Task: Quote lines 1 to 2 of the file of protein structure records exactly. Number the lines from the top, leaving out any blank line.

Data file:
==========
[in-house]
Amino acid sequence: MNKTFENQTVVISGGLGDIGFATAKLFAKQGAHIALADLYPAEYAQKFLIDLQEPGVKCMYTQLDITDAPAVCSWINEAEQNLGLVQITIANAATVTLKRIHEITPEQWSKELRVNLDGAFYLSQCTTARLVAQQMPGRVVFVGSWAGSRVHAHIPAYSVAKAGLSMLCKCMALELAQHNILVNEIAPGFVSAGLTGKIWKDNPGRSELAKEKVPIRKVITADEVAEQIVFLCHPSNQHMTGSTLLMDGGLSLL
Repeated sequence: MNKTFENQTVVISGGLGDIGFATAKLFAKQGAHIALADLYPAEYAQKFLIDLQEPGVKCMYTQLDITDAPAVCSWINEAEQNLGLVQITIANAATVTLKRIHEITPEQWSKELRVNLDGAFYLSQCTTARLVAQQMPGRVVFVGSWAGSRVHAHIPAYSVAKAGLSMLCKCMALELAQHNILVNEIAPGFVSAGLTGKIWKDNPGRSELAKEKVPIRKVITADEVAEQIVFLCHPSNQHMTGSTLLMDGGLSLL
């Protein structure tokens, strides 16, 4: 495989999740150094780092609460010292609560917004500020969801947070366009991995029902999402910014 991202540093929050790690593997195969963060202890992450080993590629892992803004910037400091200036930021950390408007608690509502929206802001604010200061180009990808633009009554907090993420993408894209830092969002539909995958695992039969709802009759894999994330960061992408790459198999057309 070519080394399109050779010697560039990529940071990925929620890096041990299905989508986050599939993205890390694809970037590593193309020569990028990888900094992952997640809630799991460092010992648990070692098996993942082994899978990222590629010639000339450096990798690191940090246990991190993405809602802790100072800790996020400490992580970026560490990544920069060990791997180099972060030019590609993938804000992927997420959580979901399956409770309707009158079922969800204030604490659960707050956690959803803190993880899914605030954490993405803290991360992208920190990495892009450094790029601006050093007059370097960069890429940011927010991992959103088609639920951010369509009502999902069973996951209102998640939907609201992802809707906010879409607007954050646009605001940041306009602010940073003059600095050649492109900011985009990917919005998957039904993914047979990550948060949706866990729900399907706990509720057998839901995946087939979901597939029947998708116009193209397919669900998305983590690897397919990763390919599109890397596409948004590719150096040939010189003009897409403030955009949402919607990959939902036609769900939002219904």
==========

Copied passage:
[in-house]
Amino acid sequence: MNKTFENQTVVISGGLGDIGFATAKLFAKQGAHIALADLYPAEYAQKFLIDLQEPGVKCMYTQLDITDAPAVCSWINEAEQNLGLVQITIANAATVTLKRIHEITPEQWSKELRVNLDGAFYLSQCTTARLVAQQMPGRVVFVGSWAGSRVHAHIPAYSVAKAGLSMLCKCMALELAQHNILVNEIAPGFVSAGLTGKIWKDNPGRSELAKEKVPIRKVITADEVAEQIVFLCHPSNQHMTGSTLLMDGGLSLL